The Ides of April (Roman Empire Sequence, #2)
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The Ides of April (Roman Empire Sequence #2)

3.63 of 5 stars 3.63  ·  rating details  ·  467 ratings  ·  24 reviews
Hylas is a young Greek slave in the household of Caius Pomponius, a Roman Senator involved in political schemes. When the senator is found mysteriously murdered, the household slaves (including Hylas and his mother) fall under suspicion. Hylas escapes capture long enough to enlist the aid of a young tribune, Camillus Rufus. The desperate attempt to unravel the threads of t...more
Paperback, 165 pages
Published May 1st 1999 by Bethlehem Books (first published 1975)
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Kyle Publius
The Ides of April, by Mary Ray, is a very suspenseful and exiting book based on Roman history. In this book there is a smart, young, witty slave named Hylas who is able to escape from his master’s house after an unknown man murders his master. When a master is murdered in ancient Rome, it means death for all of his slaves. While Hylas is trying to survive, he is also trying to find the real killer so all of the slaves, including his mother, can escape from jail. He enlists the help of a powerful...more
Pam Nordwall
Good slice of History for young adults or younger readers, I enjoyed the suspense and intrigue. Felt a few things could have been explain in more detail about the “circus”. I do prefer a more detailed depiction and illustration of the activities of historical cultures. The living places that were described in detail were explained well and gave a clearer image of life in those times.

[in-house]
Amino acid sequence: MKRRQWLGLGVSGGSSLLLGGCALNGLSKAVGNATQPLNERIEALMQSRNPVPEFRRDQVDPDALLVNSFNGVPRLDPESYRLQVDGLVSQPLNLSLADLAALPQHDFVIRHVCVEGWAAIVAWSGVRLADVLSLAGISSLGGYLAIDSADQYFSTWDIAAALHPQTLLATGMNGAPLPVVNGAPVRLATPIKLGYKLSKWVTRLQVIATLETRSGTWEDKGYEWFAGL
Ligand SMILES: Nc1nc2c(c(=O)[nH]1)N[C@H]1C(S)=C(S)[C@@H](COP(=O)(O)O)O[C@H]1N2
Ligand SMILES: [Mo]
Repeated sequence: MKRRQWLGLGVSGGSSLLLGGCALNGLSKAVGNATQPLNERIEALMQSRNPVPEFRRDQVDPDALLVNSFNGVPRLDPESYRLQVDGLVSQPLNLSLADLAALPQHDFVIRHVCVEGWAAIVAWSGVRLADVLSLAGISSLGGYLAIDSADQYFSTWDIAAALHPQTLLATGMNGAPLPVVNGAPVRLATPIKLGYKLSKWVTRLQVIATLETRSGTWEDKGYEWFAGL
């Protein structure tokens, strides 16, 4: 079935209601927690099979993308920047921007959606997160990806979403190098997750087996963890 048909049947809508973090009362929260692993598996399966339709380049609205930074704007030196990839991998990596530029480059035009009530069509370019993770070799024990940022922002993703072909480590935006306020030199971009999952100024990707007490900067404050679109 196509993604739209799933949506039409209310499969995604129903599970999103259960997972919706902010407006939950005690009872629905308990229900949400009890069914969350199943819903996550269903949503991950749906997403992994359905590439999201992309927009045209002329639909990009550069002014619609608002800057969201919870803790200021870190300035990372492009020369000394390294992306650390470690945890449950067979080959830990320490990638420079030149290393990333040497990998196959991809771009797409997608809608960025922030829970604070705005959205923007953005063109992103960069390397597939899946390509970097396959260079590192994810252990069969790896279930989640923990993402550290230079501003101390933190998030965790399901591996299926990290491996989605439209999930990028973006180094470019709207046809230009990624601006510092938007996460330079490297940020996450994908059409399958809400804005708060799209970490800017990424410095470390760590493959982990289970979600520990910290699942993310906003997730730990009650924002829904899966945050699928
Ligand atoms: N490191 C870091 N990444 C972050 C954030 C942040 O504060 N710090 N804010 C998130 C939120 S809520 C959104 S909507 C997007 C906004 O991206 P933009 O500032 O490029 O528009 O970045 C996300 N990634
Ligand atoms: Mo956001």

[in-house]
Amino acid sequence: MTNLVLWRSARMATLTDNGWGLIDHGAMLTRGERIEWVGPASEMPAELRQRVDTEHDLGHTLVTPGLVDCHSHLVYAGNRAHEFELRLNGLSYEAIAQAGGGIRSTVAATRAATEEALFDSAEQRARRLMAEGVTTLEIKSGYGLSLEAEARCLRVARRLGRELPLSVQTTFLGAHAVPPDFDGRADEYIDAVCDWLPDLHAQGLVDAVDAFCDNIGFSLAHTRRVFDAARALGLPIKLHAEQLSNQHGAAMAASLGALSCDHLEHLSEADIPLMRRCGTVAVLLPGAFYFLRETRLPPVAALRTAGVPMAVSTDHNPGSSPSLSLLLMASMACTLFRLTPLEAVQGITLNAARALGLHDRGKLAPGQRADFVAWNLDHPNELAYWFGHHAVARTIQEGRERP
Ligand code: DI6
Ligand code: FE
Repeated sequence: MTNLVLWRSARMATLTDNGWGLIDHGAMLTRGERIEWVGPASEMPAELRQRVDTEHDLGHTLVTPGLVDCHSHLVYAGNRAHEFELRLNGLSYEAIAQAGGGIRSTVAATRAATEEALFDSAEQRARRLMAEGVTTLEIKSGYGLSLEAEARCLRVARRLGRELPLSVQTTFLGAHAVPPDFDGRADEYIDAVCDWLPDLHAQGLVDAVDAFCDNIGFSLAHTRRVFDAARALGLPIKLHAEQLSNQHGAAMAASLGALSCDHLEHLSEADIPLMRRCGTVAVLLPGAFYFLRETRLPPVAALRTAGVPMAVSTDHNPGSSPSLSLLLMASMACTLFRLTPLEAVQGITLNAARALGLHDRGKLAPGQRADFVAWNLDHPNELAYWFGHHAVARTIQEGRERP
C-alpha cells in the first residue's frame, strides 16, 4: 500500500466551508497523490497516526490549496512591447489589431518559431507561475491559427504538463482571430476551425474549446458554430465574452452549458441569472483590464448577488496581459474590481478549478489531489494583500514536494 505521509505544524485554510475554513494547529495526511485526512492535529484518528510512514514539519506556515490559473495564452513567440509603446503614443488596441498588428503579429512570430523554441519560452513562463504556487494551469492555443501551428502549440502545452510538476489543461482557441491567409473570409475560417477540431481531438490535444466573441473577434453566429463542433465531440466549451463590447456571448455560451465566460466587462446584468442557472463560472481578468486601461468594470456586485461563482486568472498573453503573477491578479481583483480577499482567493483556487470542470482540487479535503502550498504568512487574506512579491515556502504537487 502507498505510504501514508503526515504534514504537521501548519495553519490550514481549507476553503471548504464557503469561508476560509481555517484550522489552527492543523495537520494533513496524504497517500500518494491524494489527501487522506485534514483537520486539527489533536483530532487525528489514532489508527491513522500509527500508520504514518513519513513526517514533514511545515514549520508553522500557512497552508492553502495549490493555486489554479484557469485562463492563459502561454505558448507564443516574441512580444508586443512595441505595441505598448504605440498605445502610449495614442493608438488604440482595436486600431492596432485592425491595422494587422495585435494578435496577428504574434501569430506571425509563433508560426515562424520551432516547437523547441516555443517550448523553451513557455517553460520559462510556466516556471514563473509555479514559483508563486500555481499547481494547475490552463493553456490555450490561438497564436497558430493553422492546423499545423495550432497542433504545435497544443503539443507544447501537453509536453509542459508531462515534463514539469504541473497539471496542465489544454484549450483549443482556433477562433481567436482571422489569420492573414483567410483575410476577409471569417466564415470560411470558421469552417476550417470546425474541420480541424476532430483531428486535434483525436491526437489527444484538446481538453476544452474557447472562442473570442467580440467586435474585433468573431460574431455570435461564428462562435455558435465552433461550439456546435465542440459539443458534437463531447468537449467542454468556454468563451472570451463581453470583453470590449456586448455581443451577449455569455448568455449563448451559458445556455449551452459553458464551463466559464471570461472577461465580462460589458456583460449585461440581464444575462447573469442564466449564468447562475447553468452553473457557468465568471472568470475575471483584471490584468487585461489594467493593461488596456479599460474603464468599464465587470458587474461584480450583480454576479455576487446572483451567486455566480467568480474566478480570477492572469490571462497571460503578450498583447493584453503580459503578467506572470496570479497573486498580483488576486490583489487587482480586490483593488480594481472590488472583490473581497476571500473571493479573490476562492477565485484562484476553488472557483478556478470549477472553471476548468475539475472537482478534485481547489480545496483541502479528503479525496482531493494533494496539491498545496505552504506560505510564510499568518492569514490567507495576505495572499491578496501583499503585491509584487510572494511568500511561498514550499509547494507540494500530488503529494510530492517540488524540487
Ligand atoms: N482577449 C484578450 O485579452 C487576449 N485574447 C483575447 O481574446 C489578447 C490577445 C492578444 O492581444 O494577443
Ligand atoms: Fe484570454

Macy
Much better than I thought it would be, makes me feel like I am living in the time period. Sometimes there is a little too much detail and the book is a little dated, but I would still recommend it.
Anna
I read this book for school. Overall, I thought it was a pretty well though-out novel. I wish that Ms. Ray would have stuck with one point of view for the whole story - or at least for whole chapters or sections - instead of jumping around, but it still worked.

I also wished that some of the characters - like Blandina, Decianus, and Dominia Faustina were explored a little more.

But overall, a decent read.

3.5/5
Kiersten
This was a fun read. The book does a decent job of painting Roman life and the story is a page-turner. A friend didn't like the writing style, and indeed, there were parts when I had to stop and figure out what was happening. I would have appreciated more description. The character list at the front of the book was very helpful and I referred to it more than once as I was getting familiar with all the names.
Ciera
I learned a whole bunch about life in the Roman Empire under Nero. When a murder takes place, young Hylas is forced to flee from his home where he was a slave. When his family and friends are taken captive, accused of the murder, he and his friends embark on a dangerous mission to find the real murderer and set his family free.
Kara
Set in A.D. 62, this book tells the story of a young slave of a senator and a tribune who are together attempting to solve the murder of the senator in order to save all the household slaves, who will otherwise be executed for the crime. The mystery element was good, but I found the book to be a little bit on the dry side.